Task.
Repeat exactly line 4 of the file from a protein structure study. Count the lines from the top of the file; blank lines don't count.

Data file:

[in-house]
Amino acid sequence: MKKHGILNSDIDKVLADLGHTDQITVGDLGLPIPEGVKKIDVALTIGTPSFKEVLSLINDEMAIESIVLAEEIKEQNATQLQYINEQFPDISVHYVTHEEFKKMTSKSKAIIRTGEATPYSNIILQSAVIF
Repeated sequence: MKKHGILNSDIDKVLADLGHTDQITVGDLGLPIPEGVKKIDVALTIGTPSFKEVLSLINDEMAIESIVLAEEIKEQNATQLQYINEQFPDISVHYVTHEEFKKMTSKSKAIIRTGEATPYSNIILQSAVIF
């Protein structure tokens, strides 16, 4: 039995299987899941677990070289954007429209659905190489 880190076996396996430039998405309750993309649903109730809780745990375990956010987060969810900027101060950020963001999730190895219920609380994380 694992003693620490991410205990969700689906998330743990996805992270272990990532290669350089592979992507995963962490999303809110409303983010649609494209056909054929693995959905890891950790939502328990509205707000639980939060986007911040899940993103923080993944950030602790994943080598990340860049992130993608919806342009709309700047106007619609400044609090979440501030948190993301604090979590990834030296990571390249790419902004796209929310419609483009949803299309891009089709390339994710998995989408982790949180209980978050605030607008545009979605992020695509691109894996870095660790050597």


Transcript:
């Protein structure tokens, strides 16, 4: 039995299987899941677990070289954007429209659905190489 880190076996396996430039998405309750993309649903109730809780745990375990956010987060969810900027101060950020963001999730190895219920609380994380 694992003693620490991410205990969700689906998330743990996805992270272990990532290669350089592979992507995963962490999303809110409303983010649609494209056909054929693995959905890891950790939502328990509205707000639980939060986007911040899940993103923080993944950030602790994943080598990340860049992130993608919806342009709309700047106007619609400044609090979440501030948190993301604090979590990834030296990571390249790419902004796209929310419609483009949803299309891009089709390339994710998995989408982790949180209980978050605030607008545009979605992020695509691109894996870095660790050597």